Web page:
Preaching exists to create the kingdom…the sermon is the workhorse of the ecclesia. Preaching is rescue work. It arrives on the human scene with splints and bandages to save and heal—and restore the world to all that was lost when the gates of Eden clanged shut.
2. The preacher is consumed with study and communion with God
This is sadly not always the case, and even pastors fail, but preaching pastors should dig deep into the word of God to bring out the treasure he finds to share with his congregation. Preparing and delivering sermons is only God-honoring when it is preceded by diligent study and prayer. The preacher should leave his study so aflame with desire and love for God that his congregation is attracted to the heat and light of the God the preacher has been with.
3. The preacher is accountable to the members of the church
This does not refer to unhelpful criticisms of preaching style, the choice of worship songs, or the color of the carpet. The accountability I have in mind here is good accountability where wise congregates graciously encourage the pastor toward right doctrine and away from
4. Pastoring embraces all of life
The pastor is involved in the most intimate moments of life. He is present for births and deaths. He conducts weddings and funerals. While some of these times are much more enjoyable than others, the pains of pastoral ministry are worthwhile when the pastor can walk with hurting and joyful people through the most important moments in life.
5. Rewards in this life are great
Faithful pastors will gain great eternal reward for shepherding the flock entrusted to them with the truth of the word of God. However, rewards for faithful pastoral ministry are not limited to future realization. In many ways, pastors experience tremendous reward in this life. There is nothing quite like preaching the word of God. I can attest to this myself. In my limited experience preaching, extolling the word of God is a unique joy that brings tremendous gratification. The love between a pastor and a congregation is special and seeing the people of God grow in the grace and knowledge of God is a tremendous reward for the pastor.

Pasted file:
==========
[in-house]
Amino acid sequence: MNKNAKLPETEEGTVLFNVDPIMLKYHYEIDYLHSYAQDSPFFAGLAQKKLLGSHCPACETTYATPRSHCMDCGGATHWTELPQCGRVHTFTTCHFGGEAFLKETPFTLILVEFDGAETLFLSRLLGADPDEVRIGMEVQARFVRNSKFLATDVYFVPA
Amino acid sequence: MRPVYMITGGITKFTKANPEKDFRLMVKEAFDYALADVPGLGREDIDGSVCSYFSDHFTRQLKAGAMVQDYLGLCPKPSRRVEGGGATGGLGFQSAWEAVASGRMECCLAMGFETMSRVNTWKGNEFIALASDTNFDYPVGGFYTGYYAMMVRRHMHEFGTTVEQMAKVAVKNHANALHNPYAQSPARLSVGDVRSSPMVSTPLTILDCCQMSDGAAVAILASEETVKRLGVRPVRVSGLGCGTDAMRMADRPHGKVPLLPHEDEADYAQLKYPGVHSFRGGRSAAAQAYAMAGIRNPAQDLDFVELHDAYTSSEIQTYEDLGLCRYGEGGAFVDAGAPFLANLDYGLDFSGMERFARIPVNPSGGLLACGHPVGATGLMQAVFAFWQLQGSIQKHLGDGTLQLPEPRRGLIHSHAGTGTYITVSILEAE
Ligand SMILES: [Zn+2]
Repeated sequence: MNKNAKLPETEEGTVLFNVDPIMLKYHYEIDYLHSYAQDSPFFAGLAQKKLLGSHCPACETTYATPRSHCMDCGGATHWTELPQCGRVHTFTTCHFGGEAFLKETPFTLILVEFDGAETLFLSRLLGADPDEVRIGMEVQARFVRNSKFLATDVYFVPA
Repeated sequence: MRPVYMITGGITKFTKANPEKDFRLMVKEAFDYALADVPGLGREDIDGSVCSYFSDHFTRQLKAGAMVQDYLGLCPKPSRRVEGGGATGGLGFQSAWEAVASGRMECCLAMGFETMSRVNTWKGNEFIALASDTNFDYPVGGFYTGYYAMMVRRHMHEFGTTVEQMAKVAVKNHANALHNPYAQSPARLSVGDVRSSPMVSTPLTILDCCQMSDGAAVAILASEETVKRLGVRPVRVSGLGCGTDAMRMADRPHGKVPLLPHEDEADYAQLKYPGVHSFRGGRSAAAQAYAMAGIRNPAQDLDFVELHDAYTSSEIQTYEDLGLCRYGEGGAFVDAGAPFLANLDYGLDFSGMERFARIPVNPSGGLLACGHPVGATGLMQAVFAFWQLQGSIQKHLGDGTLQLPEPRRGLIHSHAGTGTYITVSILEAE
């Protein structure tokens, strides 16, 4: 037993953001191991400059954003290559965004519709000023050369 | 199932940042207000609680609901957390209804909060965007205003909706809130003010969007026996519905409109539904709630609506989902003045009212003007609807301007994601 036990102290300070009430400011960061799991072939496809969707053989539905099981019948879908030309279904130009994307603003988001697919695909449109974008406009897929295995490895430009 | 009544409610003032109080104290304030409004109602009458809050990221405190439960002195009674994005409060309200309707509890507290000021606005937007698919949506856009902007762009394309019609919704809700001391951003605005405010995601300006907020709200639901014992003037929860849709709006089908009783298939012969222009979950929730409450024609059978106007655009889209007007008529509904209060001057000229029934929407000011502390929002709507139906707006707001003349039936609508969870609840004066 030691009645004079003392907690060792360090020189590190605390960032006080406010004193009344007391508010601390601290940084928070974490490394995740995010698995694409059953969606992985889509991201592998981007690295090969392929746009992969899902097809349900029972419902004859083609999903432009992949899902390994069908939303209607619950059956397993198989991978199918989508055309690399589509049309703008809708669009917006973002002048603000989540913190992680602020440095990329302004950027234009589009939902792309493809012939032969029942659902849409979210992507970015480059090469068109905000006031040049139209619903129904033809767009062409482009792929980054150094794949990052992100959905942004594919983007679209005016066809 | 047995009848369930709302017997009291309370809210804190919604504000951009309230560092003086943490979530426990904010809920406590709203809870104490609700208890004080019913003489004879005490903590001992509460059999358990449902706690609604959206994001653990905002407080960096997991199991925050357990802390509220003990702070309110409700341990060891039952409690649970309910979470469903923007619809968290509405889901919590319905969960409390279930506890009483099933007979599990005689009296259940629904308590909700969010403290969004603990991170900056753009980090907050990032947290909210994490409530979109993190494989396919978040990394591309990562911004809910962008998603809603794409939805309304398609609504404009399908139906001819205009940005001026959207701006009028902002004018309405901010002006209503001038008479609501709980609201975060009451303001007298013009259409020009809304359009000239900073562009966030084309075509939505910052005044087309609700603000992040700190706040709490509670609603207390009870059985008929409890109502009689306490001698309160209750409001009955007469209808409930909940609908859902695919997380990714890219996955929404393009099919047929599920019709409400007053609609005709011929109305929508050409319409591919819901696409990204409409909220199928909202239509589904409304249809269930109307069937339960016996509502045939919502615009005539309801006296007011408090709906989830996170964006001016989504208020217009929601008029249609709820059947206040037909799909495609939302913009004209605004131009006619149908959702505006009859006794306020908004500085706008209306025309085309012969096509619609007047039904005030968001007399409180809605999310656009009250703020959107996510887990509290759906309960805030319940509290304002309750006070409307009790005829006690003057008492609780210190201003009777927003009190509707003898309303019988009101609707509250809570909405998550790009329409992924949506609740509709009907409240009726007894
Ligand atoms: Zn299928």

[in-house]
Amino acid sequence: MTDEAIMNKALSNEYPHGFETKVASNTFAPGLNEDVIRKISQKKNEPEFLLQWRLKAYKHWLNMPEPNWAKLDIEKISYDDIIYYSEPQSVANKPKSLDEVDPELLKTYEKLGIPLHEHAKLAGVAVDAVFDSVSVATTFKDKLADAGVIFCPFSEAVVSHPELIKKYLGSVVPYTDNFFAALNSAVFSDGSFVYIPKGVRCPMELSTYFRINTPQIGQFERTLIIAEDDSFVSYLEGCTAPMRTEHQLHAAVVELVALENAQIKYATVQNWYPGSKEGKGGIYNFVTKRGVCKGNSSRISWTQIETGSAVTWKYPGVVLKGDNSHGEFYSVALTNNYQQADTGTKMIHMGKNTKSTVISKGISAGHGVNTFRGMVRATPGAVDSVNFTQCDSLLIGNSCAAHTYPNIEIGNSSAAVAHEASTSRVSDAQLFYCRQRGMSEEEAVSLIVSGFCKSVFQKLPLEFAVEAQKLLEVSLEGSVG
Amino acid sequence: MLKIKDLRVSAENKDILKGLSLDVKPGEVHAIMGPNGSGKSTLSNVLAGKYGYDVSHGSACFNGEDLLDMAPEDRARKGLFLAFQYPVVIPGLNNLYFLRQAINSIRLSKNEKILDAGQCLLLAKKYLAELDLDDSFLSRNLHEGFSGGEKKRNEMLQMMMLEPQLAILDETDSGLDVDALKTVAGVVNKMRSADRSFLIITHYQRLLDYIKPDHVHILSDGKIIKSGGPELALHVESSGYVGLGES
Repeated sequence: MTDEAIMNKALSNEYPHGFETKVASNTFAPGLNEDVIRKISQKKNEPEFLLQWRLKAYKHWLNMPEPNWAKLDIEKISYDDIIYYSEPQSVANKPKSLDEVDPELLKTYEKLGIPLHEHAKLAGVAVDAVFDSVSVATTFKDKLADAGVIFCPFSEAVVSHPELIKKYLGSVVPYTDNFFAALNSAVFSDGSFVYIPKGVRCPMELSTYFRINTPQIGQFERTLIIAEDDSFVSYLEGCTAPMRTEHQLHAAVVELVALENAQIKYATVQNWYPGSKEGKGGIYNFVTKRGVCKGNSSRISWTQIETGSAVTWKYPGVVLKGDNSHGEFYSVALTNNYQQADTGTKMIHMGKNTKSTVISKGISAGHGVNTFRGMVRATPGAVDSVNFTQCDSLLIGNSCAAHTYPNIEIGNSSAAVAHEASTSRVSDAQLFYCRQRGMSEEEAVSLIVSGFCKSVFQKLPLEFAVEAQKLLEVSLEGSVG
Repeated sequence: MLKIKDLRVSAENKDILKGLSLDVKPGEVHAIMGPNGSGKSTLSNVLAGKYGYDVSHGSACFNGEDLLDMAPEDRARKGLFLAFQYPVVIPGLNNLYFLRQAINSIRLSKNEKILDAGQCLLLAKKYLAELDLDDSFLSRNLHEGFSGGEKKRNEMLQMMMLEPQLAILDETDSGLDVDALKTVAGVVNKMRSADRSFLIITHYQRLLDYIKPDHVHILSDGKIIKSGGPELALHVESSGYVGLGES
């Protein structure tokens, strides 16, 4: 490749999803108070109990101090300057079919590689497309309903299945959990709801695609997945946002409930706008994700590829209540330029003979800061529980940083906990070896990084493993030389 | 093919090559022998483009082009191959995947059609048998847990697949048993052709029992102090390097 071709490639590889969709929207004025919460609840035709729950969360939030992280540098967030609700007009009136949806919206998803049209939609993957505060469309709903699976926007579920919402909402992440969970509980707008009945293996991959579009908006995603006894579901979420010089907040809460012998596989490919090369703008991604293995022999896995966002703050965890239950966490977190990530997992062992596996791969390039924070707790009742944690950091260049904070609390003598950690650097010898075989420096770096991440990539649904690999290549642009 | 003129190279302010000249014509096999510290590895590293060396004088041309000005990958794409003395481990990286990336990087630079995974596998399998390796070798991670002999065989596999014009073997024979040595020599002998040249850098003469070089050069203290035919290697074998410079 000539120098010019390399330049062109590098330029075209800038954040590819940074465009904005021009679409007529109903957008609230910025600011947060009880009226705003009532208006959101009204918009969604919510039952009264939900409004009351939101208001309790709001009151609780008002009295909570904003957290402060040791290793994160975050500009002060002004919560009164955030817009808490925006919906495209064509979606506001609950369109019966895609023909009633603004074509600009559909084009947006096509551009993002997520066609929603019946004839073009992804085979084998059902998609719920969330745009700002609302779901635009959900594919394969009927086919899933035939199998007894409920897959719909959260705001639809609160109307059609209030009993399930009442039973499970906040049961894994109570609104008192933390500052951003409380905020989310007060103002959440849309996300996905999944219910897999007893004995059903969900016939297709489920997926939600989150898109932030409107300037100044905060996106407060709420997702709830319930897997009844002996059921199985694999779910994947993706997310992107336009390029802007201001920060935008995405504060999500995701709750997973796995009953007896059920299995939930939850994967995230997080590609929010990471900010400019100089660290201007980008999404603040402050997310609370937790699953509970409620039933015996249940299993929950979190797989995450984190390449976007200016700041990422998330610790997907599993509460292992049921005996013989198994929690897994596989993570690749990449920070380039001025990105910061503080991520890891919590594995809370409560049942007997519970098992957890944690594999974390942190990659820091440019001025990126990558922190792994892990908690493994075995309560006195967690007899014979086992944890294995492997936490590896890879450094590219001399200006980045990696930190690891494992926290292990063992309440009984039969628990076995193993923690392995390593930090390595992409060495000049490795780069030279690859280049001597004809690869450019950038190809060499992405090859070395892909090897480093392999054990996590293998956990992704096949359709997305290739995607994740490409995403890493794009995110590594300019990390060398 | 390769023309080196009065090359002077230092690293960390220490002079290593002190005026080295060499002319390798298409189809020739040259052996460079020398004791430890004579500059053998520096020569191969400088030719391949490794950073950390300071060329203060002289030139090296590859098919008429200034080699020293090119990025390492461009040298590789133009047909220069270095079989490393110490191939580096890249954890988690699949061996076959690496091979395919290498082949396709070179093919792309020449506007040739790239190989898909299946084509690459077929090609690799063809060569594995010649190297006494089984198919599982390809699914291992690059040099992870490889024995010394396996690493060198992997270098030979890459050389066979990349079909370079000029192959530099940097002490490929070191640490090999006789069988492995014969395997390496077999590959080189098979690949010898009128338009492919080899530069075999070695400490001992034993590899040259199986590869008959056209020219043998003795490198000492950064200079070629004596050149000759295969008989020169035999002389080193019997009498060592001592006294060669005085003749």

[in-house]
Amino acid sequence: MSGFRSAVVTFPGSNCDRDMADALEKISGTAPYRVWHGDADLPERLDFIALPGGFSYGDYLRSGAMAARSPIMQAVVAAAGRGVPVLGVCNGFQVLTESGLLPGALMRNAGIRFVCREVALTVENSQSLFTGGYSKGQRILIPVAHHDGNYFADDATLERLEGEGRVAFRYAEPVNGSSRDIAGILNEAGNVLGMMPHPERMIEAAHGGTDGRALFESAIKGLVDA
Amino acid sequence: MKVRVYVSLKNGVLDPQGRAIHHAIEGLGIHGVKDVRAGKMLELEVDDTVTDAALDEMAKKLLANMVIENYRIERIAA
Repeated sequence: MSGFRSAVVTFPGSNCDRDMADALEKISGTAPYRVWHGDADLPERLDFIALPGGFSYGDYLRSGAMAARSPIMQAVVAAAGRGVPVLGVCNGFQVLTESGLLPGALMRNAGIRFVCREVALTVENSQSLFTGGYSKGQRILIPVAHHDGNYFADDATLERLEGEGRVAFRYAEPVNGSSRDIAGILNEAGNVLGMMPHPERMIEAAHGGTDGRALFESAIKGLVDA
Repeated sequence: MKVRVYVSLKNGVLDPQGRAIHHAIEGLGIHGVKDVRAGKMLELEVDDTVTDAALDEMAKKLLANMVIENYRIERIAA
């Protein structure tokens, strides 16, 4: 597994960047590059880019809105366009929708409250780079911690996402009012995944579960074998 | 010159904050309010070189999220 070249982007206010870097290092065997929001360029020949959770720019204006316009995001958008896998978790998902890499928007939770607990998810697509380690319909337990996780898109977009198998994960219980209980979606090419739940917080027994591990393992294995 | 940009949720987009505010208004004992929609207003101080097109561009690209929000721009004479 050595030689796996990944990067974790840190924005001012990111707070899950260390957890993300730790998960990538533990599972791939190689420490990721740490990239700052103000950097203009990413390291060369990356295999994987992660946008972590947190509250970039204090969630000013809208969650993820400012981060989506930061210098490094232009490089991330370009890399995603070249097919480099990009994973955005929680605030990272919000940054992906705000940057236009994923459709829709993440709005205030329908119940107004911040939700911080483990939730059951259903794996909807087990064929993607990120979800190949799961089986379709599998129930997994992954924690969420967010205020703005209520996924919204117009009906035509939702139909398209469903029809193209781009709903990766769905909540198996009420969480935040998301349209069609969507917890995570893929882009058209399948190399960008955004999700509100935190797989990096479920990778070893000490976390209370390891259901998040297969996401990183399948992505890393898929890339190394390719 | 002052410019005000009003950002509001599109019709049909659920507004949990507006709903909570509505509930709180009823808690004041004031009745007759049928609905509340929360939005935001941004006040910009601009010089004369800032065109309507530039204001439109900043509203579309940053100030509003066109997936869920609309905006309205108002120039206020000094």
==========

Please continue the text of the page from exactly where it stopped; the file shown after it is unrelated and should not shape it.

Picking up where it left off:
Pastoral ministry is challenging. I am not a pastor, but preparing for pastoral ministry is humbling as I think about the challenges that are ahead of me and my family. However, I am seeing that pastoral ministry, especially that of the preaching pastor, is incredibly fulfilling, so that the man who cannot help but preach finds a joy like nothing else.
What reasons would you add? Pastors, how does the preaching ministry and overall pastoral ministry bring fulfillment, satisfaction, and gratification to your heart? I’d love to see your thoughts in the comment section below.
Mathew Gilbert is a student at Boyce College (B.A. Biblical and Theological Studies, Dec. ’14). He is the author of the forthcoming book Come to the Well: 50 Meditations to Fuel Your Joy in God (CrossBooks). Mathew lives in London, KY with his wife Erica and their dog, Simba.